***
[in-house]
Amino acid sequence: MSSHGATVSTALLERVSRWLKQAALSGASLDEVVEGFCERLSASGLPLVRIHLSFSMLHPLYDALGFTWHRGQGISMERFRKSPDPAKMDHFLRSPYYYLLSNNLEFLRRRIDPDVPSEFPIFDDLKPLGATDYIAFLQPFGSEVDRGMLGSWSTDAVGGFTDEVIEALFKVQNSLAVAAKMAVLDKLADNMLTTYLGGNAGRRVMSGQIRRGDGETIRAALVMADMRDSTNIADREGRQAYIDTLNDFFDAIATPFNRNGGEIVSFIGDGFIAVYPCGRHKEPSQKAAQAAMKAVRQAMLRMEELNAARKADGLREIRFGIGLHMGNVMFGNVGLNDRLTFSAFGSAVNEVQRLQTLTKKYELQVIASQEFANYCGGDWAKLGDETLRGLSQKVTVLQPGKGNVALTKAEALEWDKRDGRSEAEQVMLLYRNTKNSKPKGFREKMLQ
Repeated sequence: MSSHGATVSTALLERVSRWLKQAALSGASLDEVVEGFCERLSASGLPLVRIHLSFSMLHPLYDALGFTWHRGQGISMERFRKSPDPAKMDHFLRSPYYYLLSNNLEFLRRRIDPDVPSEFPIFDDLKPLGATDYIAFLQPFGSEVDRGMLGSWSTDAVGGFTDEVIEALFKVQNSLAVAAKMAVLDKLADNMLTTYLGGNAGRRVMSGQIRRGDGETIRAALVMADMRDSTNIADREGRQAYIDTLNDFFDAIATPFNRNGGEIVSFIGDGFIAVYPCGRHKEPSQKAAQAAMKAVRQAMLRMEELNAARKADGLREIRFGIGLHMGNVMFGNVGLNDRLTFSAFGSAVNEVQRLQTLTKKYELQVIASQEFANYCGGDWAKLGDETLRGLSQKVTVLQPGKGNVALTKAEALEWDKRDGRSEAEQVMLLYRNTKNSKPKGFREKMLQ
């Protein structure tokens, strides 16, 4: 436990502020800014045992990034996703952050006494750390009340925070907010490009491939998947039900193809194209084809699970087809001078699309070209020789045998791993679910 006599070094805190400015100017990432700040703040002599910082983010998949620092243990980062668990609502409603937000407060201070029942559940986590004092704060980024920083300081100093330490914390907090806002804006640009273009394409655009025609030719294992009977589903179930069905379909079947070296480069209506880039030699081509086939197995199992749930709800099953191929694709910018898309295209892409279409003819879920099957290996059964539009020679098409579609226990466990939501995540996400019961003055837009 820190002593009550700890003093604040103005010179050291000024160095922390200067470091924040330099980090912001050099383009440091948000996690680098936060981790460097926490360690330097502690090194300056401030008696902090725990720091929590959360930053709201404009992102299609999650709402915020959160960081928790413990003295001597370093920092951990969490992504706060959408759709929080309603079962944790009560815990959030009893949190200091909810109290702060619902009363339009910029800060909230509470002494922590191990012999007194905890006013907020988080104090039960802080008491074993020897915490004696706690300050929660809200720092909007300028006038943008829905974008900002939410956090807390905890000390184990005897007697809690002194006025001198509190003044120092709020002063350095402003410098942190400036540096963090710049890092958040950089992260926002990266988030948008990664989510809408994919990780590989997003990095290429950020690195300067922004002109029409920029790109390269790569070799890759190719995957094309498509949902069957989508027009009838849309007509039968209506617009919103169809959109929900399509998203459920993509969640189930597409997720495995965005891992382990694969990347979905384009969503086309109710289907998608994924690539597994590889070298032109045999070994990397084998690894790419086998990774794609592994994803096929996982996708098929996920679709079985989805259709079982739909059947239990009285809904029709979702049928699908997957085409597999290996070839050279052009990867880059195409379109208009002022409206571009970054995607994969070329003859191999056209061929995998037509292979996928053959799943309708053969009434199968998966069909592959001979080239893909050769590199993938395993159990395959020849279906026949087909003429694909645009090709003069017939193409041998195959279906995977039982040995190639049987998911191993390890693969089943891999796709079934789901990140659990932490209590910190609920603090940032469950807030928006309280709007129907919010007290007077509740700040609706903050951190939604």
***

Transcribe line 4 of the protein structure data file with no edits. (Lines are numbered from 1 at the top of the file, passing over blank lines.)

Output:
């Protein structure tokens, strides 16, 4: 436990502020800014045992990034996703952050006494750390009340925070907010490009491939998947039900193809194209084809699970087809001078699309070209020789045998791993679910 006599070094805190400015100017990432700040703040002599910082983010998949620092243990980062668990609502409603937000407060201070029942559940986590004092704060980024920083300081100093330490914390907090806002804006640009273009394409655009025609030719294992009977589903179930069905379909079947070296480069209506880039030699081509086939197995199992749930709800099953191929694709910018898309295209892409279409003819879920099957290996059964539009020679098409579609226990466990939501995540996400019961003055837009 820190002593009550700890003093604040103005010179050291000024160095922390200067470091924040330099980090912001050099383009440091948000996690680098936060981790460097926490360690330097502690090194300056401030008696902090725990720091929590959360930053709201404009992102299609999650709402915020959160960081928790413990003295001597370093920092951990969490992504706060959408759709929080309603079962944790009560815990959030009893949190200091909810109290702060619902009363339009910029800060909230509470002494922590191990012999007194905890006013907020988080104090039960802080008491074993020897915490004696706690300050929660809200720092909007300028006038943008829905974008900002939410956090807390905890000390184990005897007697809690002194006025001198509190003044120092709020002063350095402003410098942190400036540096963090710049890092958040950089992260926002990266988030948008990664989510809408994919990780590989997003990095290429950020690195300067922004002109029409920029790109390269790569070799890759190719995957094309498509949902069957989508027009009838849309007509039968209506617009919103169809959109929900399509998203459920993509969640189930597409997720495995965005891992382990694969990347979905384009969503086309109710289907998608994924690539597994590889070298032109045999070994990397084998690894790419086998990774794609592994994803096929996982996708098929996920679709079985989805259709079982739909059947239990009285809904029709979702049928699908997957085409597999290996070839050279052009990867880059195409379109208009002022409206571009970054995607994969070329003859191999056209061929995998037509292979996928053959799943309708053969009434199968998966069909592959001979080239893909050769590199993938395993159990395959020849279906026949087909003429694909645009090709003069017939193409041998195959279906995977039982040995190639049987998911191993390890693969089943891999796709079934789901990140659990932490209590910190609920603090940032469950807030928006309280709007129907919010007290007077509740700040609706903050951190939604």